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#21 Understanding Artificial Satellites

Artificial satellites are man-made objects launched using rockets. They are deliberately sent into space, where they orbit around Earth. The design, size and the altitude of an artificial satellite depends on the job it is designed for. Currently, there are over a thousand active artificial satellites orbiting Earth and performing different functions. Artificial satellites are used for various purposes like: Global Positioning System (GPS), map making, spying, collecting information for weather forecasts, communication and also for broadcasting television, radio programmes, relaying telephone calls and scientific surveys of Earth’s surface.
 

Different Types of Artificial Satellites

There are many kinds of artificial satellites, orbiting around the Earth.

Satellites, whose position remains at relatively the same spot on Earth, are known as Geostationary Satellites. They fly west to east at the exact speed of the orbit of the Earth. Polar orbits, on the other hand, travel in orbit from north to south to fill in the gaps that geostationary satellites cannot cover. Artificial satellites can be classified into different types such as: Communications, Weather, Earth Observation and Navigational satellites.
 

Image Courtesy: ESA

 

Communication Satellites: Communication satellites are artificial satellites stationed in space for a worldwide linkup of television, radio, phone etc. We all watch live matches, other sport events, news, and so on, that is taking place in some other part of the world on TV from the comfort of our homes. This has been made possible with the help of communications satellites. Telstar, launched in 1962, was the first active communication satellite. Today, there are many communication satellites. They fly in geostationary orbits, approximately 36,000 km above the Equator, so that they can broadcast over a large area. Communications satellites are very large and powerful.
Image Courtesy: ESA – P. Carril Navigation Satellites: Many years ago, people found their way by studying the position of the Sun, Stars and Moon. Then with the introduction of the compass,it became a lot easier for people to locate places. However, today it is almost impossible for anyone to lose their way around. Any car, aircraft, ship or person, fitted with a satellite navigation system can easily locate places within 15 to 20 metres. The navigation satellites help us calculate the exact location of a GPS receiver on Earth. The GPS system (Global Positioning System) was first developed mainly for a navigation system that the US military’s nuclear submarines could use to update their navigation system.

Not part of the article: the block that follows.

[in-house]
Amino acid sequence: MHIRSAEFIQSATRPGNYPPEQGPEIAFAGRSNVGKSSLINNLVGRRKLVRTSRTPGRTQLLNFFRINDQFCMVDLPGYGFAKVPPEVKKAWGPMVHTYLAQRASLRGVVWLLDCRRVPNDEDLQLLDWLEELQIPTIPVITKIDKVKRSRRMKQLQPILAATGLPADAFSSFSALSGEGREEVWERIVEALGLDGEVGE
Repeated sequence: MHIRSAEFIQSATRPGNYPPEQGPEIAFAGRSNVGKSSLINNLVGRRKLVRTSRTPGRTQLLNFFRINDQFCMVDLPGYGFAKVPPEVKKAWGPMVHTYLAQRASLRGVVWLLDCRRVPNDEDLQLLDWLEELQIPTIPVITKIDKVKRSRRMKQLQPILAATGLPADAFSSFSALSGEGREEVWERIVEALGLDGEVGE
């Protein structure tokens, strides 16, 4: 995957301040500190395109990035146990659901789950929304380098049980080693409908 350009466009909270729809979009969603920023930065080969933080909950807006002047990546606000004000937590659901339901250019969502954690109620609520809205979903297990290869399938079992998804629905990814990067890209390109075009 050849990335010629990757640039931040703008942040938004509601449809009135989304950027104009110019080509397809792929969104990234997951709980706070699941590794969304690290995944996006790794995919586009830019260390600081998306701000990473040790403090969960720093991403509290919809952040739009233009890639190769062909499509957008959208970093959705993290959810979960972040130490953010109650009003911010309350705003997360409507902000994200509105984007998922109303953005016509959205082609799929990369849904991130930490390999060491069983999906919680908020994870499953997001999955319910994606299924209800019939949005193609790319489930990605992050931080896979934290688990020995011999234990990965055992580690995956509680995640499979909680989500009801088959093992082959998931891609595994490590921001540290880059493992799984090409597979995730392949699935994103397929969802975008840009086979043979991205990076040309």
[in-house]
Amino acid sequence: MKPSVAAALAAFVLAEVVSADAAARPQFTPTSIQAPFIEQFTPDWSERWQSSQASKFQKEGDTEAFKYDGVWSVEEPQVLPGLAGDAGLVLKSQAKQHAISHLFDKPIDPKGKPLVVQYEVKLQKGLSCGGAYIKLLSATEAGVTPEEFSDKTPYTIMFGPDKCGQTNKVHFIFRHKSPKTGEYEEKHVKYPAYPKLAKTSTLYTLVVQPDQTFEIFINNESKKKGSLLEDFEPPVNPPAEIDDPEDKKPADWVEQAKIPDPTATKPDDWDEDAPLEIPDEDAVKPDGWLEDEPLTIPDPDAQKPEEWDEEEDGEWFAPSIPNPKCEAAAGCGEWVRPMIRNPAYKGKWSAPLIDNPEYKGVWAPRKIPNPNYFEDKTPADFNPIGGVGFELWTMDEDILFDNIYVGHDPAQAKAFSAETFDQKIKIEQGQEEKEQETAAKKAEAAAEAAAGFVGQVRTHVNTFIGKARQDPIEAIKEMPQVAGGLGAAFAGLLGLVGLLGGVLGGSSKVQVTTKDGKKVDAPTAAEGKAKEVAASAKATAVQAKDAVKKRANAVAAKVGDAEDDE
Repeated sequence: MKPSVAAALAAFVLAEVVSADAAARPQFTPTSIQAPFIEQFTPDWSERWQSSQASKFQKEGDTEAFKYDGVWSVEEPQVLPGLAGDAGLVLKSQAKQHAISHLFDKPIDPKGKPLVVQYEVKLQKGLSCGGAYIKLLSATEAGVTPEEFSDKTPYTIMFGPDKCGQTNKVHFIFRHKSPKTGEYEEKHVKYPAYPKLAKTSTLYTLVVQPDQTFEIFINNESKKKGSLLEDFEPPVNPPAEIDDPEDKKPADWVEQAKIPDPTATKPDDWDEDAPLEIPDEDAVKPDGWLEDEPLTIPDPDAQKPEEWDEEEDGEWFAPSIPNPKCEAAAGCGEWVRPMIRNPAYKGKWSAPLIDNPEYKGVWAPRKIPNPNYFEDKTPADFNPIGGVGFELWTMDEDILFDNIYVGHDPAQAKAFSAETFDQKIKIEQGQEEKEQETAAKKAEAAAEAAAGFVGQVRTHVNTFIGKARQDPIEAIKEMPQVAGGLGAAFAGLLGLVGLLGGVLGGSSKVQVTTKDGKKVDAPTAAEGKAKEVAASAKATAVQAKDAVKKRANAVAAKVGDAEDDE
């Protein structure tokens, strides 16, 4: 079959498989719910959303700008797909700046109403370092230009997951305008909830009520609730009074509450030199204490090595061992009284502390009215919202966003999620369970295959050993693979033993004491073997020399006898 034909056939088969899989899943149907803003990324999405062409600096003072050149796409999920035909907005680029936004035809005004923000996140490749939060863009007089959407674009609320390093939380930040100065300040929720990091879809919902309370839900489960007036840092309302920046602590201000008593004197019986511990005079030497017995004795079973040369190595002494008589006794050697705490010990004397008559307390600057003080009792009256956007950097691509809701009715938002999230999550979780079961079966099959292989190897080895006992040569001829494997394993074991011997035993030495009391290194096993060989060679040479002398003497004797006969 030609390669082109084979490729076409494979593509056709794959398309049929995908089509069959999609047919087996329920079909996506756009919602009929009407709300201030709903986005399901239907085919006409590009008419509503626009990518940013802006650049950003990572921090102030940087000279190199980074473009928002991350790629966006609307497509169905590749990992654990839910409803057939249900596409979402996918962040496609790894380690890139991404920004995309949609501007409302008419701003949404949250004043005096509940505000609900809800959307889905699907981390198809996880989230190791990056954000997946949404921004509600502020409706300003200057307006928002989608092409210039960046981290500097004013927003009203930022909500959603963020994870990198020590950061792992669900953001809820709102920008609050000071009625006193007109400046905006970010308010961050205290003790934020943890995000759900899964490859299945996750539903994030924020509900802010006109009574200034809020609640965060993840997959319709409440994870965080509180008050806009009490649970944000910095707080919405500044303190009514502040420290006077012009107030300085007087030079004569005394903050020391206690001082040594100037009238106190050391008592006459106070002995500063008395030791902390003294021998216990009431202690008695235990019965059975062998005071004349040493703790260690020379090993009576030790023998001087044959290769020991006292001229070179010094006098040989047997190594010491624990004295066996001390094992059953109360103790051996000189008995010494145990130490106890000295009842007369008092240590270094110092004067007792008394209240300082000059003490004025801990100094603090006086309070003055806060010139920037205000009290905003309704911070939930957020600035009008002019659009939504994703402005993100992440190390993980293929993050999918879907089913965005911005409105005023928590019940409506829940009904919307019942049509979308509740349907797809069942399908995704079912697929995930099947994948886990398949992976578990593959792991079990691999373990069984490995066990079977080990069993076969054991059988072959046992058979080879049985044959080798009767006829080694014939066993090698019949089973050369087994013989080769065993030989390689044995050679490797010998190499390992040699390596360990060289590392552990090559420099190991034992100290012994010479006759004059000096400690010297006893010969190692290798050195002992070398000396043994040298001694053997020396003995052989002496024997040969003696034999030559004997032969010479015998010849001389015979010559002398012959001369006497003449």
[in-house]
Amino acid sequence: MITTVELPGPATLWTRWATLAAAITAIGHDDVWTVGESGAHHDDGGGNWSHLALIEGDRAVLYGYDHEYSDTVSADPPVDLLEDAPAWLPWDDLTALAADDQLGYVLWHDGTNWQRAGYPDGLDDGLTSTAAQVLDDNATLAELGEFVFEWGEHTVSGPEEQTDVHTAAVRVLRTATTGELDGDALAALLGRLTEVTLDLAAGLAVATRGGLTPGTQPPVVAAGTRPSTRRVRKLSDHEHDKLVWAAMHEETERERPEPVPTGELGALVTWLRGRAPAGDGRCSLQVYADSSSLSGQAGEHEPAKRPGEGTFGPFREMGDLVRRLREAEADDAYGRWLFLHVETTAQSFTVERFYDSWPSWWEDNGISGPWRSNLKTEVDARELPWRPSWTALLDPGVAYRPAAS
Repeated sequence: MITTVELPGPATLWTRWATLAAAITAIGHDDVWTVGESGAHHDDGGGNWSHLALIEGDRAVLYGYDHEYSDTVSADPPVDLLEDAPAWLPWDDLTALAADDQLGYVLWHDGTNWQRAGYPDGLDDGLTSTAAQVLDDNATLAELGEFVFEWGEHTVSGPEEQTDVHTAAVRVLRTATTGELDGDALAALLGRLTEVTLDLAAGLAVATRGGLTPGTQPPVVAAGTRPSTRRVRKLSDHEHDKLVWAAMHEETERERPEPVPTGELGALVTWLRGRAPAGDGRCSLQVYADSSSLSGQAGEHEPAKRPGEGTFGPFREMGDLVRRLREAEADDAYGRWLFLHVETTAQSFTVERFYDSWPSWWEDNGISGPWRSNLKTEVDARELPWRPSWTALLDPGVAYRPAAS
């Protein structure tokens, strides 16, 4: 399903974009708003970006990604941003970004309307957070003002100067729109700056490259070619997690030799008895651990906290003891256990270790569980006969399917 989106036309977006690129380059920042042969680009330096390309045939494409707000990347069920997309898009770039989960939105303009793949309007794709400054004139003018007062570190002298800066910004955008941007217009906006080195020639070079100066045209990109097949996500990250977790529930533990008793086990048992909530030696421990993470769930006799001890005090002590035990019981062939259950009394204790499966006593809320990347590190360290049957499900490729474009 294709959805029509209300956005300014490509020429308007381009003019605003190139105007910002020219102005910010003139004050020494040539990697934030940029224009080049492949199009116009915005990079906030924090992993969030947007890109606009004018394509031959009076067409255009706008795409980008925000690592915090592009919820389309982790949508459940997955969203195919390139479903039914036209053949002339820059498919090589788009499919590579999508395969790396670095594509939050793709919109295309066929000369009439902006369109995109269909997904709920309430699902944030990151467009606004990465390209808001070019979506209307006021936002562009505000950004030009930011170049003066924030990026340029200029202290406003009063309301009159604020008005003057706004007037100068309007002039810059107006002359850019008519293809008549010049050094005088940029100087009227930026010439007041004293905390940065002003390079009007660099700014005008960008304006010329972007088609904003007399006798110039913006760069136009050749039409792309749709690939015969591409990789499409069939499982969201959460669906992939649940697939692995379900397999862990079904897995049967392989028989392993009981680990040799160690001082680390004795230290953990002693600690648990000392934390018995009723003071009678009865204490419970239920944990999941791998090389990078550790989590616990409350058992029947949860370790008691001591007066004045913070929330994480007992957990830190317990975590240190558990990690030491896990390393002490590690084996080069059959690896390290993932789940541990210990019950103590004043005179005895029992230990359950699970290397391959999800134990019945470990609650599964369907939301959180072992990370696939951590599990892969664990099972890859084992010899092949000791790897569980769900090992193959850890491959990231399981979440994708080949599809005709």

Image Courtesy: Britt Griswold Weather Satellites: Weather satellites provide important information about cloud patterns as well asland and sea temperatures. They collect and share information with remote data-collecting stations such as weather buoys, and observatories around the world. All this information is send to a communications centre which then distributes it.
Image Courtesy: Jesse Allen, NASA Earth Observatory/SSAI Earth Observation Satellites: Earth Observation satellites are especially designed to observe Earth from orbit and are used for non-military uses such as monitoring the environment, meteorology and cartography. These satellites provide us with important information about our environment, oceans, snow cover etc. along with helping us monitor and protect the environment.

 

FUN FACT

The International Space Station (ISS) is the largest artificial satellite; the main part of this satellite is as big as a five- bedroom house! Including the solar panels, it is as large as a football field.

Which was the first Indian artificial satellite to be launched into space? 




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 Sputnik 1
 Aryabhata
 Telstar
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  • Mrs. Gayatri Singh, 38 years


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#21

TEAM EXPLORE: The first artificial satellite launched by India was Aryabhata. Artificial satellites are man-made objects launched using rockets. They are deliberately sent into space, where they orbit around Earth.

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